Saturday, May 10, 2008

Funny pricing of tea bags – the saga continues

Sainsburys Holywood Exchange - tea direct pricing anomaly

Last Saturday I was perturbed by the continuing pricing anomalies to teadirect tea bags in Sainsburys. 2 x 80 bags boxes are £1.01 cheaper than a 160 bag box.

Now the internet has a social benefit in keeping pedants (who, me?) off the streets and out of shops. But every now and again, we escape into the community and are faced with pricing incongruities in supermarkets.

Now I’m aware that FairTrade and environmentally-friendly are different bandwagons. But they’re often related, and shared concerns when it comes to shoppers. So being charged £1.01 for less cardboard (one big box having less surface area than two smaller boxes) seems to encourage customers to be wasteful. That sounds like a £1 pure profit from unsuspecting shoppers.

(And I’m also conscious that supermarkets rightly come under pressure from people living alone who don’t want to have to buy in huge bulk to get a decent prices for foodstuffs. Though tea bags have very long best before dates.)

Stephen Barnes commented on last week’s post:

“A deliberate ruse, IMHO. Shoppers instinctively think the larger box will be cheaper and just go ahead and lift the dearer product. It's not just Sainsburys that do this either....”
Tesco Knocknagoney teadirect teabags

Anyway, a quick survey of local supermarkets today shows

  • £1.42 (80) £3.85 (160) - Sainsburys (Holywood Exchange)
  • £1.42 (80) £3.85 (160) - Tesco (Knocknagoney)
  • £1.59 (80) £3.85 (160) - Sainsburys (Forestside)
Sainsburys Forestside teadirect teabags

Some observations:

  • Sainsburys Customer Service desk at Holywood Exchange find it odd that the price of the larger boxes is so expensive.
  • After three attempts, Tesco Customer Services managed to raise someone from the tea/coffee section who explained that I needed to shop carefully, and keep my eyes open, to make sure I wasn’t ripped off. He did promise to mention it to Pricing Control - who set the prices each store has to implement and display.
  • The two competing East Belfast supermarkets (Holywood Exchange and Knocknagoney) have identical prices;
  • Sainsburys at Holywood Exchange is cheaper than the larger branch at Forestside.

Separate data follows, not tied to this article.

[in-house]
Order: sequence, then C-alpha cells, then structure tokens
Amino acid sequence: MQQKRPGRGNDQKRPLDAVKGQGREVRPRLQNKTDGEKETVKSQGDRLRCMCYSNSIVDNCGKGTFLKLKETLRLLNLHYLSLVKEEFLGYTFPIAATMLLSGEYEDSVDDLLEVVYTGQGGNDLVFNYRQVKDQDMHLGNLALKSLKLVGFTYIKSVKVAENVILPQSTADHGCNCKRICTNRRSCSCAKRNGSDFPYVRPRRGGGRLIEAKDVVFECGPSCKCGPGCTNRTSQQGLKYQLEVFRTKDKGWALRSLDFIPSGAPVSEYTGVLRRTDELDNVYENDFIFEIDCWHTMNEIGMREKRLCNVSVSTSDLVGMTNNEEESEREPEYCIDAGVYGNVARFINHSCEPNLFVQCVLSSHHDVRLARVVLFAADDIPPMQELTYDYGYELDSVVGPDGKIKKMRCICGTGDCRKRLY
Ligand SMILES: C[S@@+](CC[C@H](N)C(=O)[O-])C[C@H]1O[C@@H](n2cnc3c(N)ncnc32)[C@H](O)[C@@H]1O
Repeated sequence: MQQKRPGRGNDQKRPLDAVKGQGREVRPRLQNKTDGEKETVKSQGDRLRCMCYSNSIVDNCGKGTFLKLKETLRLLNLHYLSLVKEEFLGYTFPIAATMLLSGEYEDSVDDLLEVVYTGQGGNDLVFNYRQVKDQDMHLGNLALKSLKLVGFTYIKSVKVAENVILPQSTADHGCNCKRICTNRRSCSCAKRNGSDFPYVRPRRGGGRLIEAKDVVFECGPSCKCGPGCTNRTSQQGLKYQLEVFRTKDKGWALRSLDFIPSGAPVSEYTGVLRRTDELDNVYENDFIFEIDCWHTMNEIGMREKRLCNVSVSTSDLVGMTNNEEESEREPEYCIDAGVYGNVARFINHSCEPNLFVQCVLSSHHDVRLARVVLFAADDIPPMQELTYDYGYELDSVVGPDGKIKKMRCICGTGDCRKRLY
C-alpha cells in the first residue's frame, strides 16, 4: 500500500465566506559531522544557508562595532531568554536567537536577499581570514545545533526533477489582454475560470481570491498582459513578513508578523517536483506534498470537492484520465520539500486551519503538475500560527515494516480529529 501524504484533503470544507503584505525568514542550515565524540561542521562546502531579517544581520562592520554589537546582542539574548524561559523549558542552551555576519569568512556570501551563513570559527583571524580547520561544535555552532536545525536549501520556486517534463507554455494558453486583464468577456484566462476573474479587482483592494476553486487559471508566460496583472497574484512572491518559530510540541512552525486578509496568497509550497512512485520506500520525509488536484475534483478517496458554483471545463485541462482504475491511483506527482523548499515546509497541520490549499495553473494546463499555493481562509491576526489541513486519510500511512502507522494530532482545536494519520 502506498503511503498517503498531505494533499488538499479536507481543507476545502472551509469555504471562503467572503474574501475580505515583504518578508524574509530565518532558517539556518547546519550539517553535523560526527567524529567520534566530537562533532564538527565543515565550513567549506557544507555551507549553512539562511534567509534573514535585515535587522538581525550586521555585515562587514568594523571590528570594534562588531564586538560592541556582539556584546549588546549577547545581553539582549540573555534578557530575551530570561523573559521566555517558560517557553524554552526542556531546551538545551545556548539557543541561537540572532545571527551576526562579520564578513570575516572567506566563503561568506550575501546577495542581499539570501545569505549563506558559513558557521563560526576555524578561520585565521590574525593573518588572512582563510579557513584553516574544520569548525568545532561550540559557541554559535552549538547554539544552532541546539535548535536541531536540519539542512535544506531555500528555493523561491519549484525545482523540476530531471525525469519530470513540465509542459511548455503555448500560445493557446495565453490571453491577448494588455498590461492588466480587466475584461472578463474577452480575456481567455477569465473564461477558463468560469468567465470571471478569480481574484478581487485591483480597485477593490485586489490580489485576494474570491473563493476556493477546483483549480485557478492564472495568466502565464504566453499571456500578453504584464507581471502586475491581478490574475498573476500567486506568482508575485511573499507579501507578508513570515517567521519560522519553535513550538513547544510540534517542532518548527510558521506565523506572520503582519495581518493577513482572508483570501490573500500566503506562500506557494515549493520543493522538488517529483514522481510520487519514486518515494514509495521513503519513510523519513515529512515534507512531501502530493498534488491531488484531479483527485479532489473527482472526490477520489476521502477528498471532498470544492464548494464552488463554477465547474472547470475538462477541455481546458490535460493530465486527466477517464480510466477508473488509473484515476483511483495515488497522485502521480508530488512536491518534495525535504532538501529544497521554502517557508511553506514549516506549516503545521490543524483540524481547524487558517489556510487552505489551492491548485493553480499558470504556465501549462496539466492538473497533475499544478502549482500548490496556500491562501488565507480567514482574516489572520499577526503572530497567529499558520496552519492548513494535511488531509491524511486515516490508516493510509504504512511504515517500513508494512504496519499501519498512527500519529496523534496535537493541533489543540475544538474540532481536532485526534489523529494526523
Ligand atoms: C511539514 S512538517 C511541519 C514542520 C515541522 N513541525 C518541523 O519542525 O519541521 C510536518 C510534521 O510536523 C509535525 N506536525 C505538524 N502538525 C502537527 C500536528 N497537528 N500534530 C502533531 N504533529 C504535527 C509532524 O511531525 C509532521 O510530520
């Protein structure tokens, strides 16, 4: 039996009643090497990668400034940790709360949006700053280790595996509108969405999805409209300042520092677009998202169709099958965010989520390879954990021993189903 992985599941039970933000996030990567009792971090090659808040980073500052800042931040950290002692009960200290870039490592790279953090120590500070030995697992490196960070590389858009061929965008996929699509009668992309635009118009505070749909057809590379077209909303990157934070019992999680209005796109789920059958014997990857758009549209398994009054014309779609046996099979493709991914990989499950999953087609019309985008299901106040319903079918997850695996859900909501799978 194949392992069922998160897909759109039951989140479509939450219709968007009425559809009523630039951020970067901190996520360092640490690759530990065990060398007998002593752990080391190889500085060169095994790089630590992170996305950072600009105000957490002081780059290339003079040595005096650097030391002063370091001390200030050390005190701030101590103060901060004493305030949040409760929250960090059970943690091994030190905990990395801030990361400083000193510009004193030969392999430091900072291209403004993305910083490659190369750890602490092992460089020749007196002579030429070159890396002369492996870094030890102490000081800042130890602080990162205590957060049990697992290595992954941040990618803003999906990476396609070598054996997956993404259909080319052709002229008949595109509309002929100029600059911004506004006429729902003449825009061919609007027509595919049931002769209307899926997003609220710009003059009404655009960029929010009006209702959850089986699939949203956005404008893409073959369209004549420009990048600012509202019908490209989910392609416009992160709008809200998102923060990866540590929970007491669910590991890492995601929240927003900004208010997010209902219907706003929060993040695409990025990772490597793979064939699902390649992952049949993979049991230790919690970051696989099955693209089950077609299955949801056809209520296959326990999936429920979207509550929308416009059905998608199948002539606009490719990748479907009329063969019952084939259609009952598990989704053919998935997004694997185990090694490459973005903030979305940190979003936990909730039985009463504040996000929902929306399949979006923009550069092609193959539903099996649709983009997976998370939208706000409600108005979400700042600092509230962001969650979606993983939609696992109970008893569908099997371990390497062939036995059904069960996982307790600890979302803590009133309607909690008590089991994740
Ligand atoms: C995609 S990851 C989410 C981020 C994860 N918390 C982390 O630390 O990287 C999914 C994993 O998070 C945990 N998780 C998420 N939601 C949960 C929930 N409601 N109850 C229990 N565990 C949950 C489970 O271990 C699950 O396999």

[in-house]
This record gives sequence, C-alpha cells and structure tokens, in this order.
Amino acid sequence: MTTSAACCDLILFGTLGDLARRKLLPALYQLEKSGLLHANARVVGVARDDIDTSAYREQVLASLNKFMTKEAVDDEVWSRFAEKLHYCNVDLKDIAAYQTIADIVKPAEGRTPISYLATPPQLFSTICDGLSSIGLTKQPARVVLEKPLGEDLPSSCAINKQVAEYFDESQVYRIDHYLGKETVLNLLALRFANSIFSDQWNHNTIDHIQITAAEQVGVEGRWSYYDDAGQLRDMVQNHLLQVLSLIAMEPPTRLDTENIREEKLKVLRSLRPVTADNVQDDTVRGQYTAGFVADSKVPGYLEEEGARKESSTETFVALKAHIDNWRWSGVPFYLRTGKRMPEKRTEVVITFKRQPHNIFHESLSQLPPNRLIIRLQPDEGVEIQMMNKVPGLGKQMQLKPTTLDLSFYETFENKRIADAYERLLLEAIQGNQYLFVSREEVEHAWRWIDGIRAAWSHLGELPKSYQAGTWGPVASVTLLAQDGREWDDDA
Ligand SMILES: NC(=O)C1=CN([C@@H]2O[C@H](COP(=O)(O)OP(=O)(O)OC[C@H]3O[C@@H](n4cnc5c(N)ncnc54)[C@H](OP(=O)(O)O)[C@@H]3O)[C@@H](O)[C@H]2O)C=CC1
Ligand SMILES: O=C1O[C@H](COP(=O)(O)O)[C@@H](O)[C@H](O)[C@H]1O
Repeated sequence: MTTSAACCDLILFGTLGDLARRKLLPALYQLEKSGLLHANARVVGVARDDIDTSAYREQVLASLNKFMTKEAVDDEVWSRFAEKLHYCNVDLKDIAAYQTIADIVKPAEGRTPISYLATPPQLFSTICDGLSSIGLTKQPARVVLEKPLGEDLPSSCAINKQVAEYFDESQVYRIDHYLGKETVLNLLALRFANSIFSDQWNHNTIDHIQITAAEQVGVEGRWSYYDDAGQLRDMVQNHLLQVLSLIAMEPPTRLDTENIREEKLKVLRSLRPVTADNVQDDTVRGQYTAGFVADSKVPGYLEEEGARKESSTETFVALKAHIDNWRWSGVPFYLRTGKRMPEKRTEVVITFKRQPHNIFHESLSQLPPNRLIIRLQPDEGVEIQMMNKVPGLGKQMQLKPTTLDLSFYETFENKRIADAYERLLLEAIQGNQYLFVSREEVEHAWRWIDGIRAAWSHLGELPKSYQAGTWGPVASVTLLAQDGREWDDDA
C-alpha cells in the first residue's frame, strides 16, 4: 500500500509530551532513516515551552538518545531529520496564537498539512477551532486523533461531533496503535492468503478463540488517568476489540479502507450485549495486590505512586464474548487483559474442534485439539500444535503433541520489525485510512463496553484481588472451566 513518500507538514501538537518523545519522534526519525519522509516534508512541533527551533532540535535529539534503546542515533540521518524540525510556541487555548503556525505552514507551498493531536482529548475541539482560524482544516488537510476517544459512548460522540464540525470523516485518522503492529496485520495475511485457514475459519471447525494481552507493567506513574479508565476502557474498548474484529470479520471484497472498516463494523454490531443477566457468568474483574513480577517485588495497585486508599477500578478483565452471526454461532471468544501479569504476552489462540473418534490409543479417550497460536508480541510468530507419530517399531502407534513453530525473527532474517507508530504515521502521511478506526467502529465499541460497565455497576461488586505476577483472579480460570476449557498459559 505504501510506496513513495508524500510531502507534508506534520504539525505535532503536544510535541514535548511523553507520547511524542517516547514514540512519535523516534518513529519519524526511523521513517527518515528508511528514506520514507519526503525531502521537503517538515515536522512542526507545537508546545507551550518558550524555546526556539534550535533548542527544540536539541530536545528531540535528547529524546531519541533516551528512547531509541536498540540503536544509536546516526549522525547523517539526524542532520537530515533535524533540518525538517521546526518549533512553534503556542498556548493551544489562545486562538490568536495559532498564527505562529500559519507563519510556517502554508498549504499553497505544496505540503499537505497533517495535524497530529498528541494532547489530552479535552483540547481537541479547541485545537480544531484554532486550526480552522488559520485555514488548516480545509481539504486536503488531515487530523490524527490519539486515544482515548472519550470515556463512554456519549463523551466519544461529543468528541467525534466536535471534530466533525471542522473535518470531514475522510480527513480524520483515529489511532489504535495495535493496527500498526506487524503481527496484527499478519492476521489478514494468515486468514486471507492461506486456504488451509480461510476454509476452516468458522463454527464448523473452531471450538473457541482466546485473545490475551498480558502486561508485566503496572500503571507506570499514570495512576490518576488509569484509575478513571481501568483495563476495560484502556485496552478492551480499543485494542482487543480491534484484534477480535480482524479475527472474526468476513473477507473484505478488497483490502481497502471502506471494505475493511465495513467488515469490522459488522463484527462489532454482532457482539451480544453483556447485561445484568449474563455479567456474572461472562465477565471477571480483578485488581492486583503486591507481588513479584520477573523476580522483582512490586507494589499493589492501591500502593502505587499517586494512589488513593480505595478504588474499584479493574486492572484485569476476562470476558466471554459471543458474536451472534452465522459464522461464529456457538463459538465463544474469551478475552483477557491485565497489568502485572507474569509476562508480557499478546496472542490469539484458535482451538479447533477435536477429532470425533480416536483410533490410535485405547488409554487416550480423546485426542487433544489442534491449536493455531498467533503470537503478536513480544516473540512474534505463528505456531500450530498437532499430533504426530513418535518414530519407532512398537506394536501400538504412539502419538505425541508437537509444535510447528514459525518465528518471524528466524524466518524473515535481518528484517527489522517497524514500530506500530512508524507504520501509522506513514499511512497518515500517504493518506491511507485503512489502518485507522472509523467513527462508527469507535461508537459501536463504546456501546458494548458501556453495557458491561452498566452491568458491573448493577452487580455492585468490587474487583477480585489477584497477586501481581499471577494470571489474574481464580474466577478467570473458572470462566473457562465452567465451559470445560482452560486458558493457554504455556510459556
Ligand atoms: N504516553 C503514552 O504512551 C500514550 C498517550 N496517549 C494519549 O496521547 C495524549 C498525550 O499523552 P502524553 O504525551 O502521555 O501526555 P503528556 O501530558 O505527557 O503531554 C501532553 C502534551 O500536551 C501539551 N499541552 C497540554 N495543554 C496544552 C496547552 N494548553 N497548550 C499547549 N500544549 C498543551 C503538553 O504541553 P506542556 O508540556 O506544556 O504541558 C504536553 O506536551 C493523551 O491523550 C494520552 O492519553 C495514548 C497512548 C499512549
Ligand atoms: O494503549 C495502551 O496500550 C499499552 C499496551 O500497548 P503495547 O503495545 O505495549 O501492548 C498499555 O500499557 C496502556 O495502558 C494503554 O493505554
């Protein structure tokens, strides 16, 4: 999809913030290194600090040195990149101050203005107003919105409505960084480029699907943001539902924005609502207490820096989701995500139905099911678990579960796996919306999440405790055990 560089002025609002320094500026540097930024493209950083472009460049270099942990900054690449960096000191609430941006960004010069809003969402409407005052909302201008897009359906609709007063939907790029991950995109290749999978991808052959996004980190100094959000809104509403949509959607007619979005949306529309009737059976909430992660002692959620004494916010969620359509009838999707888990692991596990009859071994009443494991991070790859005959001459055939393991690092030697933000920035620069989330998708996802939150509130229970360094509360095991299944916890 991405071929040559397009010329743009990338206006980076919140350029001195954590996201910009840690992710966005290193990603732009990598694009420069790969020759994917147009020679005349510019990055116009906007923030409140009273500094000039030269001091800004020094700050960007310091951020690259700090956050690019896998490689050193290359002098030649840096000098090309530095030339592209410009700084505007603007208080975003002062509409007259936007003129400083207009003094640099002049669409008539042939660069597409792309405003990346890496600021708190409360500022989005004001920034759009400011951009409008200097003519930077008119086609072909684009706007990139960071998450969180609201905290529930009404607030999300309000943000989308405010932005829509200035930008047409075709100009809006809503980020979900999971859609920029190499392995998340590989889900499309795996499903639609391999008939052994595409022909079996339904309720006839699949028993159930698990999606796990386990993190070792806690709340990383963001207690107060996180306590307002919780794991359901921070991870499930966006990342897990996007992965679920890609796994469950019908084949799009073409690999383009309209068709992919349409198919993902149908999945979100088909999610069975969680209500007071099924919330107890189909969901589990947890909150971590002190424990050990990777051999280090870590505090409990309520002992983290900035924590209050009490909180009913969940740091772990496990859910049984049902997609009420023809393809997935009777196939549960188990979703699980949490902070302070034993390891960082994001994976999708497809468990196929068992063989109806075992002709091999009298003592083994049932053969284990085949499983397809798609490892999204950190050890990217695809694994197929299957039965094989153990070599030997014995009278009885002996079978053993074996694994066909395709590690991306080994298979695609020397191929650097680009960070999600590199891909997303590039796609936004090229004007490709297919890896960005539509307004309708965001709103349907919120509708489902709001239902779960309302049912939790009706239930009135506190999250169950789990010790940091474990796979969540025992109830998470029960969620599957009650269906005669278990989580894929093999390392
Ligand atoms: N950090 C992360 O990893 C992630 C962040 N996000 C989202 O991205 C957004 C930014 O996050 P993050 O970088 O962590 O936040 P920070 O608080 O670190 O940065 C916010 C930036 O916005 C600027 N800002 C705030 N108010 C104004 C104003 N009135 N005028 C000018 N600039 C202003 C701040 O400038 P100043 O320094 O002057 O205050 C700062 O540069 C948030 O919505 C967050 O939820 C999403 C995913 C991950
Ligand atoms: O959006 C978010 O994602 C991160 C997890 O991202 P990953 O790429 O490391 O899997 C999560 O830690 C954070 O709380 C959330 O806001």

Marks and Spencer - exceedly good value fairtrade tea

And the normally “premium” pay-a-few-pence-extra Marks and Spencer turns out to be the real bargain, with boxes of 160 tea bags going for £2.09.

So perhaps it’s time for a letter to CafeDirect (who are behind teadirect), Sainsburys and Tesco to ask whether they support their customers getting ripped off when they buy a bigger box, expecting to save money rather than waste a pound. (Update - three emails sent, will report back if there's any response. Further update - CafeDirect and Tesco have replied. Update - 3 June - Sainsburys too.)


Grannymar said...


These pricing anomalies are not new; they have been ongoing for years. Loo-paper, kitchen rolls, coffee, cereals are but a few of the items I have watched and checked, for the past 20 years!

Each supermarket has a couple of 'Loss Leaders' items sold at a loss to draw in the customers. We pay for these bargains in the way you describe.

Electrical retailers are another bug bear. The all sell the same machines e.g. washing machines, fridges or freezers. Each group has a slight difference in the casing or where the logo is placed and the model numbers are slightly different. That way they can display large signs declaring: ‘If you find this model cheaper anywhere else we will refund your money!’, knowing they have us over a barrel.

John Self said...

Excellent campaigning work, Alan! Did someone say 'cartel'? Definitely email the big boys and CafeDirect too and let us know what response you get.

Anonymous said...

Alan - if you're after FairTrade tea, it's worth noting that Sainsbury's own brand Red Label tea is now FairTrade (complete with logo), and as with M&S it's usually cheaper than the others, including TeaDirect etc. Oh, and it's pretty decent stuff (just had a cup).

As for price anomalies: 'twas ever thus...